¶ 29 The court next rejected plaintiff's constitutional arguments. With regard to the right to a remedy under article I, section 12, of the Illinois Constitution of 1970 (Ill. Const.1970, art. I, § 12), the court held that the right to remedy clause is an expression of philosophy rather than a mandate for a specific remedy. Id. at 851, 347 Ill.Dec. 341, 942 N.E.2d 544. In the context of the Act, the court held, the legislature properly exercised its inherent power to repeal or change the common law by granting a qualified privilege for speech made in the exercise of the right to participate in government. Id. at 852, 347 Ill.Dec. 341, 942 N.E.2d 544. The court found plaintiff's equal protection argument to be equally unavailing. The court disagreed with the plaintiff that the Act places public employees in a special category because the Act applies, on its face, to any moving party whose alleged acts were in furtherance of the moving party's rights to petition, speak, assemble, or otherwise participate in government. Id. Finally, the court affirmed the award of attorney fees by the circuit court, limited to those fees associated with the motion to dismiss on grounds based on the Act. Id. at 869, 347 Ill.Dec. 341, 942 N.E.2d 544.
¶ 30 This court allowed plaintiff's petition for leave to appeal. Ill. S.Ct. R. 315 (eff. Feb. 26, 2010). We granted leave to the State to intervene in the cause as an intervenor-appellee, and we allowed the American Civil Liberties Union of Illinois, the Illinois Press Association, the Illinois Broadcasters Association, and the Public Participation Project to submit an amicus curiae brief in support of defendants.
¶ 31 ANALYSIS
¶ 32 I. Citizen Participation Act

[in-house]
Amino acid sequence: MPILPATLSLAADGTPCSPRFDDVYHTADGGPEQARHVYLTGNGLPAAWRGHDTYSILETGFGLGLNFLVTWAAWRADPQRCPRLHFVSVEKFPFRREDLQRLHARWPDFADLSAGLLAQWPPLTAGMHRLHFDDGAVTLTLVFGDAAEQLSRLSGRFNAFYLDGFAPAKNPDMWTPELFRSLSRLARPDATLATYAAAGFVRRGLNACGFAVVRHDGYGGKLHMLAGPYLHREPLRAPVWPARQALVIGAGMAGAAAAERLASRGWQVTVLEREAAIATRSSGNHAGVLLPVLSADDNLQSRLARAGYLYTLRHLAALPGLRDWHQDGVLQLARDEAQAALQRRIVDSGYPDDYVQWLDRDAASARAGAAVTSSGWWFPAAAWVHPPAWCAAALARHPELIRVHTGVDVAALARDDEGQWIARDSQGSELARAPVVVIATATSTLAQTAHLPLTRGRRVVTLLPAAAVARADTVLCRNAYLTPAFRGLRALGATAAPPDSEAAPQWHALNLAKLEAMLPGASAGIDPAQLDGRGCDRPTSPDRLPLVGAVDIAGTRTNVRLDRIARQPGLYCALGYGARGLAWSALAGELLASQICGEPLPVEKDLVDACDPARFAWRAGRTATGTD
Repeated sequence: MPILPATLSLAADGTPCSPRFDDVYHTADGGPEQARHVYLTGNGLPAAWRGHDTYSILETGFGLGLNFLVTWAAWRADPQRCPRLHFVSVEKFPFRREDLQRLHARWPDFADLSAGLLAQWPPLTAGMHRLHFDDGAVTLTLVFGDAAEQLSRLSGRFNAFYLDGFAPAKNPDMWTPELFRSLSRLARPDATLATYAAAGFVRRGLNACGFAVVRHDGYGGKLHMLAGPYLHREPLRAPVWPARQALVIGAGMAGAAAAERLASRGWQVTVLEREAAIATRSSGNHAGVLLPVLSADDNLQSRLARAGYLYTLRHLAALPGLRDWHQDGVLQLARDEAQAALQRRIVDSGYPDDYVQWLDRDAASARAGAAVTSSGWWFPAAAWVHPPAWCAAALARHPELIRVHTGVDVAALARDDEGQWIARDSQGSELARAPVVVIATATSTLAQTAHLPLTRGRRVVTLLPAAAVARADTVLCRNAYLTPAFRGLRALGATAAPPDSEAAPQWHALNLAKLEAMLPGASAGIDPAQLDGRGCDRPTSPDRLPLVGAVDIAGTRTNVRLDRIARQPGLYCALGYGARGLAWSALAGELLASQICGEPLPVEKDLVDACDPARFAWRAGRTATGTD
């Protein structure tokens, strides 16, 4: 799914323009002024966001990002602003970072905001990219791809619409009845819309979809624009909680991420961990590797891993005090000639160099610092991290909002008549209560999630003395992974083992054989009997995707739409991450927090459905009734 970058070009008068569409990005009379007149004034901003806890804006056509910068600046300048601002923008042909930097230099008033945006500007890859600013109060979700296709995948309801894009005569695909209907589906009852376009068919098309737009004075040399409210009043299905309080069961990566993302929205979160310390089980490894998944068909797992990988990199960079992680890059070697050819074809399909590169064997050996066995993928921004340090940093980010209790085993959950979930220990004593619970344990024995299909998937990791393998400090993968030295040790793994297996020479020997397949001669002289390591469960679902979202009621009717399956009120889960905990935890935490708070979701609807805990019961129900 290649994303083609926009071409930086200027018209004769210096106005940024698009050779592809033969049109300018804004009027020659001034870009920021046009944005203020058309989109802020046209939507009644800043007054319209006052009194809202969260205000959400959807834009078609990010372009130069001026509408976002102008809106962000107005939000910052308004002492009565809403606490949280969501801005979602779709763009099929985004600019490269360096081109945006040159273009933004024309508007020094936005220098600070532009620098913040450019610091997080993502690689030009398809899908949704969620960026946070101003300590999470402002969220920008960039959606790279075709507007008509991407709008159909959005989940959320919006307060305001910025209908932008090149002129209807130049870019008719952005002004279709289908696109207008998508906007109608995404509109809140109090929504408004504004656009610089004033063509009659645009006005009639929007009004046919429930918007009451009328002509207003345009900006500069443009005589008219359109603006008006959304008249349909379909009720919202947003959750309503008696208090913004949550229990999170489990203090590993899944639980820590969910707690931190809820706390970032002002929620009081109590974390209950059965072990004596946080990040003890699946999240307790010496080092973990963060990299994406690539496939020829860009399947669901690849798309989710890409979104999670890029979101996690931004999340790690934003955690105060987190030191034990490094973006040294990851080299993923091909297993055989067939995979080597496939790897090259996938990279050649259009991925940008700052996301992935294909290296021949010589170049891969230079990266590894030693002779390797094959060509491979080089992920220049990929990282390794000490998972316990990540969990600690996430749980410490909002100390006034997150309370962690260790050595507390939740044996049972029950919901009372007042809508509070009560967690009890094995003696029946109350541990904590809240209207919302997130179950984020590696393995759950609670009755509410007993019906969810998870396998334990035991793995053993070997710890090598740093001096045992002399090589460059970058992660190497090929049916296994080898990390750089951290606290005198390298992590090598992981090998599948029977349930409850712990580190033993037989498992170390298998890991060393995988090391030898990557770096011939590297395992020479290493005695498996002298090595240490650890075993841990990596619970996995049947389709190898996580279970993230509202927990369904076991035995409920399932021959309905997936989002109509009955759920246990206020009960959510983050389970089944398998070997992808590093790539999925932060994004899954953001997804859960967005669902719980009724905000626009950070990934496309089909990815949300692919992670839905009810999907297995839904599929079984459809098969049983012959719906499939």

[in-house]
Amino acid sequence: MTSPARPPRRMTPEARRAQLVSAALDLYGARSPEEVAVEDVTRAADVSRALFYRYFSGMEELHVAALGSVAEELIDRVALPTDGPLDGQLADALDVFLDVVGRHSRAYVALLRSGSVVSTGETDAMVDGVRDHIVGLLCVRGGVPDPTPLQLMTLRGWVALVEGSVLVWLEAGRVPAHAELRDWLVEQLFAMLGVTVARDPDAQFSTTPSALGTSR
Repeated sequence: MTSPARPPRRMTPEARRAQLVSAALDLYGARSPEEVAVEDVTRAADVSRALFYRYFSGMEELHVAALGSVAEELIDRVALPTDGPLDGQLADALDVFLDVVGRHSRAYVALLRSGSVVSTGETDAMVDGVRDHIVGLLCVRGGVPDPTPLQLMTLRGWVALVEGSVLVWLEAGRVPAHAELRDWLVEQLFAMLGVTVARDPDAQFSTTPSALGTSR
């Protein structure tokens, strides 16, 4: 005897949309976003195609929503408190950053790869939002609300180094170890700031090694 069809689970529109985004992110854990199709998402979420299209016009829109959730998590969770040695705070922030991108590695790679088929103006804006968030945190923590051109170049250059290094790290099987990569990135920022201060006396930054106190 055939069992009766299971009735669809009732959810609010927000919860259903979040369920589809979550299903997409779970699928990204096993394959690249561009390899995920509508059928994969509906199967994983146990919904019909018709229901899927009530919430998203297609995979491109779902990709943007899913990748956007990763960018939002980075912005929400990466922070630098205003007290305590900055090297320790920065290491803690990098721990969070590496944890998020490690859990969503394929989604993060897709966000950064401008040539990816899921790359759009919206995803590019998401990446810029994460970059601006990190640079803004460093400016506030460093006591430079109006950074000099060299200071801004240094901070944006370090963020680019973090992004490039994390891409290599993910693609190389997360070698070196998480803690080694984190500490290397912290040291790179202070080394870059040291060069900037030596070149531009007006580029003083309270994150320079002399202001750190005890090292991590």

¶ 33 In August 2007, Illinois joined more than 20 other states in enacting anti-SLAPP legislation, in the form of the Citizen Participation Act ( 735 ILCS 110/1 et seq. (West 2008)). The term “SLAPP” was coined by two professors at the University of Denver, George W. Pring and Penelope Canan, who conducted the seminal study on this type of lawsuit. George W. Pring & Penelope Canan, “ Strategic Lawsuits Against Public Participation ” (“ SLAPPs ”): An Introduction for Bench, Bar and Bystanders, 12 Bridgeport L.Rev. 937 (1992). “SLAPPs, or ‘Strategic Lawsuits Against Public Participation,’ are lawsuits aimed at preventing citizens from exercising their political rights or punishing those who have done so.” Wright Development Group, LLC v. Walsh, 238 Ill.2d 620, 630, 345 Ill.Dec. 546, 939 N.E.2d 389 (2010) (citing generally Penelope Canan & George W. Pring, Strategic Lawsuits Against Public Participation, 35 Soc. Probs. 506 (1988)). “SLAPPs use the threat of money damages or the prospect of the cost of defending against the suits to silence citizen participation.” Walsh, 238 Ill.2d at 630, 345 Ill.Dec. 546, 939 N.E.2d 389 (citing 735 ILCS 110/5 (West 2008)). The paradigm SLAPP suit is “one filed by developers, unhappy with public protest over a proposed development, filed against leading critics in order to silence criticism of the proposed development.” Westfield Partners, Ltd. v. Hogan, 740 F.Supp. 523, 525 (N.D.Ill.1990). A SLAPP is “based upon nothing more than defendants' exercise of their right, under the first amendment, to petition the government for a redress of grievances.” Hogan, 740 F.Supp. at 525.